Tom Murphy’s Famine may at first seem the odd one out in the DruidMurphy cycle. Conversations on a Homecoming and Whistle in the Dark are modern plays; Famine is a history. Yet what ties all three together is a theme that has occupied Murphy’s writing for years: Ireland and emigration. How could Murphy not write about the Great Hunger? And while this theme is not a new one, the Famine itself is a subject that very few other playwrights, Irish or otherwise, deals with. It’s not difficult to see why – it is an event that is uncompromisingly bleak.
Murphy pulls no punches with it, either. But then, Famine could not have been anything but a tragedy. Presented in episodic scenes, the structure is loose and depends not so much on a strict plot but rather on the momentum and inevitability of the crises the characters find themselves trapped in. The main character is John O’Connor, the tragic hero and leader of sorts of a disintegrating community. O’Connor is the center of the play, both within and without; and it is his hope and his confusion that prove themselves the most harrowing. Here is a character that illuminates what the Famine was really all about: the land. It is the land that let down millions and it is this land that O’Connor will not leave. He waits and hopes for help, and can articulate no stronger reason than ‘Because… because… it is right.”
What Murphy also shows is not only the decay of the body but also of the mind and the spirit. The characters that populate Glanconnor become hungrier and with that hunger they also become desperate, criminal and savage. This was a national event that tore apart communities, families and the individuals within them apart and Murphy examines each level in painful detail.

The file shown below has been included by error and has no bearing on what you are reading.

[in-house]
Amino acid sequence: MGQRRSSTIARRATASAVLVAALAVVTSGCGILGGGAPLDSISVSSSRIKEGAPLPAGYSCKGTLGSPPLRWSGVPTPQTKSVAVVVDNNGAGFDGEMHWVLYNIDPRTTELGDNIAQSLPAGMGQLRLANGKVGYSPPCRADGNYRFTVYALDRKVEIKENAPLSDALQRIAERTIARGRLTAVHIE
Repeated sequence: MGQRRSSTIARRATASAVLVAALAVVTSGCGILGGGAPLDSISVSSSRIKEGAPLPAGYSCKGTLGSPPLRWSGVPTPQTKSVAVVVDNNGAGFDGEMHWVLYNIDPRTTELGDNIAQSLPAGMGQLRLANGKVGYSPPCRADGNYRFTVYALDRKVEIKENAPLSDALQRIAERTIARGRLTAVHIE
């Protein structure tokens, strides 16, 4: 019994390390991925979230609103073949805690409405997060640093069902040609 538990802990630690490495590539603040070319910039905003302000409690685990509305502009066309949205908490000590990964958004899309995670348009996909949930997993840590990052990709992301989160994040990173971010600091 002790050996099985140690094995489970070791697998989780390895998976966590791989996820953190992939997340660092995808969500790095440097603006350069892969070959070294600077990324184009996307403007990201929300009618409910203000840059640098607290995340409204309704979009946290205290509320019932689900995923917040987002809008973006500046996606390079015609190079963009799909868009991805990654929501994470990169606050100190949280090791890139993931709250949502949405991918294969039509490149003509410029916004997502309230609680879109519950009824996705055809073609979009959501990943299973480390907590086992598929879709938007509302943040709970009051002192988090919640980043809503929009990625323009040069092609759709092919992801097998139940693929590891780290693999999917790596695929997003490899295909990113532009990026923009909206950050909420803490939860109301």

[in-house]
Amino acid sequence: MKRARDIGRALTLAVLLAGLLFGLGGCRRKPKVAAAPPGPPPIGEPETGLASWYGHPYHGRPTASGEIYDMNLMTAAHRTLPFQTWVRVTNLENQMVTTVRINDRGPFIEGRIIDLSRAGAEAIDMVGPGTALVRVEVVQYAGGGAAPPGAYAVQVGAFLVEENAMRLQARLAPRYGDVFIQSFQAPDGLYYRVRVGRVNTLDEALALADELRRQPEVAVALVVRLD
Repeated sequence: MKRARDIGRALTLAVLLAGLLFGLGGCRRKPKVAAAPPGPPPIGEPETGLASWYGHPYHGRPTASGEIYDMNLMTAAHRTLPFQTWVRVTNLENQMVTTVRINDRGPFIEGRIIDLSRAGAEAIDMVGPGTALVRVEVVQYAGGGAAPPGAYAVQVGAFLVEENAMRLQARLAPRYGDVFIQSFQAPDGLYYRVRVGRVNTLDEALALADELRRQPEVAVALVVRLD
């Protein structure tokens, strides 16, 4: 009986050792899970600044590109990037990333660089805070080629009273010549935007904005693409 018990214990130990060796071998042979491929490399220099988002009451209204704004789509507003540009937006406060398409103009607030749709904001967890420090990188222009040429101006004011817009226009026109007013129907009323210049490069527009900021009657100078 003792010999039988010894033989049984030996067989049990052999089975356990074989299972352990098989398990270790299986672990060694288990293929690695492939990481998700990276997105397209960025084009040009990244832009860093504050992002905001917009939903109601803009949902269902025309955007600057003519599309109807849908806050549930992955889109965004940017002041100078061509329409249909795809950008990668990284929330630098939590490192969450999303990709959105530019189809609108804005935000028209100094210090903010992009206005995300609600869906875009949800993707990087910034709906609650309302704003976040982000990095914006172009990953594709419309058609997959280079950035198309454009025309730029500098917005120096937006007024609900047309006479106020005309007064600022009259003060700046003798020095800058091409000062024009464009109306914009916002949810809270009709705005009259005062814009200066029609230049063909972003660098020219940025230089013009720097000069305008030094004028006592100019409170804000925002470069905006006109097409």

Brian Doherty plays John O’Connor with a ruined and ragged pride and power, embodying it in his perfectly suited physicality that reflects on the demise of his character: a strong man made weak. Aaron Monaghan’s crippled Michaeleen is a counterpoint to O’Connor; he stalks like a malevolent spider across the bare stage, articulate and feral. These actors are backed by the extraordinary ensemble that Famine demands, and while some are silent, this is only fitting. Encapsulated in a scene where the clergy, merchants and landlords meet to discuss possible solutions, the silent ensemble slowly edge into the room throughout the scene. While those in power argue, arms creep around doors and legs entangle until there is a margin of silent bodies around the room. It is in moments such as this that Garry Hynes’ sensitive direction matches the power of Murphy’s words.
As the culmination of the DruidMurphy cycle – Famine being the last play shown – the reverse chronological order makes perfect sense. Here are the Irish whose descendants populate Conversations on a Homecoming and A Whistle in the Dark; a proud and desperate people.